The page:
By Hamish Johnston
In this month’s issue of Physics World, Martin McCall and Paul Kinsler outline plans for an “event cloak” – a device that would be perfect for the ultimate bank heist. Now, physicists in the US are the first to build one.
McCall and Kinsler are theoretical physicists at Imperial College London and their article offers a recipe for a device that allows selected events to go undetected.
Now it seems that Alexander Gaeta and colleagues at Cornell University have built a working event cloak – albeit different from the McCall and Kinsler’s proposal.
The device comprises two “split time lenses” (STLs). The first STL takes a beam of light and splits it into two parts, one that is delayed in time and the other that is advanced in time. This creates a gap in time and any event occurring within this gap cannot be detected by the beam. The second STL then does the reverse on the beam, closing the gap in time.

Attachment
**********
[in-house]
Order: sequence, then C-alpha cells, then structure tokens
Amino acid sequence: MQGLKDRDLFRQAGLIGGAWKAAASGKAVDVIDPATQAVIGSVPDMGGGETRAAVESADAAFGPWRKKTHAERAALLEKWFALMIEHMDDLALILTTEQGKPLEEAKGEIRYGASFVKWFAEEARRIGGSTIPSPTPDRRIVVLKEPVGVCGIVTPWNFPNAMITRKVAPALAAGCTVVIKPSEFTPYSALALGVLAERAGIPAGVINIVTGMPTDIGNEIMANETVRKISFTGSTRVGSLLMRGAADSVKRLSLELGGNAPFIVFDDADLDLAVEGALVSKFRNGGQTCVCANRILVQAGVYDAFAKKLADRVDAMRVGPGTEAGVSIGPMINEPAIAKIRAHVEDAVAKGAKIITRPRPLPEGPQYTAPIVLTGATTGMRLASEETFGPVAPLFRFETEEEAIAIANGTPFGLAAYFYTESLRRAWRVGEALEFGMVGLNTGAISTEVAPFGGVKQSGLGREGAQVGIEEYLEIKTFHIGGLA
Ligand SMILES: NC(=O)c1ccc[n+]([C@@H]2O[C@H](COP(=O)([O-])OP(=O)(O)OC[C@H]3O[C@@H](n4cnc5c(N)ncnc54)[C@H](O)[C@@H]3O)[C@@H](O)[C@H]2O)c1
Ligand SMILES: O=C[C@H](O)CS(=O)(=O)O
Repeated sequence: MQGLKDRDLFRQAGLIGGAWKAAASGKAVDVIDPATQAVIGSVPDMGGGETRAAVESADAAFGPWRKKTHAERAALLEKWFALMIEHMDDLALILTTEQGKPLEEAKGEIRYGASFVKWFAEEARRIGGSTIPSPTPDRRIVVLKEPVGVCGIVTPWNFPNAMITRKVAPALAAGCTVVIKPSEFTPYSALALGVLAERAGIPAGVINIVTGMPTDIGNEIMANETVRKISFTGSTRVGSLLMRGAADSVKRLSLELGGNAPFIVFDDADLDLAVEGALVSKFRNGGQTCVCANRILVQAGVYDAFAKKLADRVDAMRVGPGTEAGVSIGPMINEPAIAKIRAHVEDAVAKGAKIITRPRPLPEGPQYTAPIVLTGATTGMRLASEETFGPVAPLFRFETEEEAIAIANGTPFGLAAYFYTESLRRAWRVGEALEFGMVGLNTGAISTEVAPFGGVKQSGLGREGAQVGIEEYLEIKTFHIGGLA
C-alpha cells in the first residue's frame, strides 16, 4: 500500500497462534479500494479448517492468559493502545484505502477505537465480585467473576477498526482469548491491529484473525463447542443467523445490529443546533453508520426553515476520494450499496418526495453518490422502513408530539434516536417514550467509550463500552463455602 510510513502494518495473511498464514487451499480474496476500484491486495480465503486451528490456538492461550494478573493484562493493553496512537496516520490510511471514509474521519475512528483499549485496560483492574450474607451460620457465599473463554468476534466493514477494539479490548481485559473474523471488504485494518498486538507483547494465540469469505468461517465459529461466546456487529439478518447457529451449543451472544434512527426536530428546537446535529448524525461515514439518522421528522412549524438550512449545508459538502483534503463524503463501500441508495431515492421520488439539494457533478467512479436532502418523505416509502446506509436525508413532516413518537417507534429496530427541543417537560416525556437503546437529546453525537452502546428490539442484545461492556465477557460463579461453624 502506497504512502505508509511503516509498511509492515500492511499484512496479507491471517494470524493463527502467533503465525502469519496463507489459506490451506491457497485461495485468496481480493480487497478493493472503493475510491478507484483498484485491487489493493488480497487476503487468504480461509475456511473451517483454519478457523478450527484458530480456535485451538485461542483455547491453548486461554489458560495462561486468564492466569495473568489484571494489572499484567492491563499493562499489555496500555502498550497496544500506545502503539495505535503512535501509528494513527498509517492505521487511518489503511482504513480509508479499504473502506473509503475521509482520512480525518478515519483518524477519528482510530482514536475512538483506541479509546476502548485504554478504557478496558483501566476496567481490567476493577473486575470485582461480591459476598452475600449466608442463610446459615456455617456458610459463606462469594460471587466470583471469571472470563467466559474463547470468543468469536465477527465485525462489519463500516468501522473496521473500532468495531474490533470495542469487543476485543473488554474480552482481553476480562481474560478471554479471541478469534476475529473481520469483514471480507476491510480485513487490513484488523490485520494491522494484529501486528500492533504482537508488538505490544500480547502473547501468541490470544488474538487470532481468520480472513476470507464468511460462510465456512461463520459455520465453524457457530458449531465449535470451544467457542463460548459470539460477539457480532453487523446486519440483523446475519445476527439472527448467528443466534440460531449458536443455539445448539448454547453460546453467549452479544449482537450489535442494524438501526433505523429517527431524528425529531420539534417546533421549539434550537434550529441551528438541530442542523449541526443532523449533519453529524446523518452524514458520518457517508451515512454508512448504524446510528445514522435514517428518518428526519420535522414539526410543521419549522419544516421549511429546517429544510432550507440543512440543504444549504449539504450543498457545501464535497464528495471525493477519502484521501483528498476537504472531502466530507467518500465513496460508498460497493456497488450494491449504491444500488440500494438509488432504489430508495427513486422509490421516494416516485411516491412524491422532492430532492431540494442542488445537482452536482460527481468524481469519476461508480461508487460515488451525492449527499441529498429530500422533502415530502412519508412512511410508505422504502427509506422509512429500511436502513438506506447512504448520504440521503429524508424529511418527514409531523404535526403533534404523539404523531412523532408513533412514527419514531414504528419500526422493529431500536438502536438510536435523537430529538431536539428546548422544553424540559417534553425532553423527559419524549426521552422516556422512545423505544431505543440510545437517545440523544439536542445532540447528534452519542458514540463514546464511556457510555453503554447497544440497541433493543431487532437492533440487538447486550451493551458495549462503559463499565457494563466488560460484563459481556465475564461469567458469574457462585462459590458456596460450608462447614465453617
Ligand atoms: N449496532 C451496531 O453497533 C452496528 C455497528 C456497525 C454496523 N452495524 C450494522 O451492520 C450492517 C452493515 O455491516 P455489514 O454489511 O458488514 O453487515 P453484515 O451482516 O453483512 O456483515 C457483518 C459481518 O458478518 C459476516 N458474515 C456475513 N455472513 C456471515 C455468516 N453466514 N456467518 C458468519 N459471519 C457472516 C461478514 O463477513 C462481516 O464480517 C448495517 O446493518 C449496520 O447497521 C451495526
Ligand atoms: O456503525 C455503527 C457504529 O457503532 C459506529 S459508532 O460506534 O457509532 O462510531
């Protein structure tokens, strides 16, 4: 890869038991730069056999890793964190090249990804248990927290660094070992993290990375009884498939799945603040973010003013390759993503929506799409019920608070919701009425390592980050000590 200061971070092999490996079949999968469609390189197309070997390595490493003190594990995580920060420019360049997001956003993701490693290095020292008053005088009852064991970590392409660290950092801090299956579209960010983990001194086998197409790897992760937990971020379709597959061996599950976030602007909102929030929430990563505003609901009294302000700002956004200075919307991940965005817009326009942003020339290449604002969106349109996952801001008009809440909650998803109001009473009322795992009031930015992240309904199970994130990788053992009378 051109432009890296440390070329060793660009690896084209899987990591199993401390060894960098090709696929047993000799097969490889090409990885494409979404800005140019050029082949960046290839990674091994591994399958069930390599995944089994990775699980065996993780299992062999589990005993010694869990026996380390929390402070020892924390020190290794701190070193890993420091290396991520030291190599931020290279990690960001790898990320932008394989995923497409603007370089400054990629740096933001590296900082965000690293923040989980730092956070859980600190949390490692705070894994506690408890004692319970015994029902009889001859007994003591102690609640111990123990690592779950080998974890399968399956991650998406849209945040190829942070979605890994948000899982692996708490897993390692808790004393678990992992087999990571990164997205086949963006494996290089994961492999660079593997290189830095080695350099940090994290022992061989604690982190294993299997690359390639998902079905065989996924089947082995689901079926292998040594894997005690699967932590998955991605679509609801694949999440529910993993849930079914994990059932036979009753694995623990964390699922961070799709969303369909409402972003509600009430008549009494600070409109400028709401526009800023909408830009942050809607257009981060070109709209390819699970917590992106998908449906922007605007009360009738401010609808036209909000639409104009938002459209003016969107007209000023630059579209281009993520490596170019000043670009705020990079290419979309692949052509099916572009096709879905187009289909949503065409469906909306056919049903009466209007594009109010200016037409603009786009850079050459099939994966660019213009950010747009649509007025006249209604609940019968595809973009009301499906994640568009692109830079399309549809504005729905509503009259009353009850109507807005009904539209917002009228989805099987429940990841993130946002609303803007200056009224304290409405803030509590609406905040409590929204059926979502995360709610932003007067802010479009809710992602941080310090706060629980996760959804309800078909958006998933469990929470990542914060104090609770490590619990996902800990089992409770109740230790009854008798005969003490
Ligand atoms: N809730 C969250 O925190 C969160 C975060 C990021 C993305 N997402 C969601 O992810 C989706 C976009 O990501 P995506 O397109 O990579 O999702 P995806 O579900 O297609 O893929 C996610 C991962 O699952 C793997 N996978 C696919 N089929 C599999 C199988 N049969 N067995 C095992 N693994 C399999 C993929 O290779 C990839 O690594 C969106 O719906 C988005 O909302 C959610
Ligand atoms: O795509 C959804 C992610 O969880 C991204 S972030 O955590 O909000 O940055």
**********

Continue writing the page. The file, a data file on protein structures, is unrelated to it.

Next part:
An easy way of understanding this process is the “stream of cars” analogy in McCall and Kinsler’s article.
Indeed, McCall told physicsworld.com “We were very pleased to see that our concept has been realized experimentally – it doesn’t quite use the same technique we proposed, but I think it can fairly claim to be the first experimental observation of the signature of a space–time cloak”.
The July issue of Physics World is devoted to the physics of invisibility and you can download a free PDF copy here.
A paper describing the cloak has been uploaded to the arXiv preprint server and the authors say it will be published in Nature. The latter means that Gaeta and colleagues are unable to speak about the paper.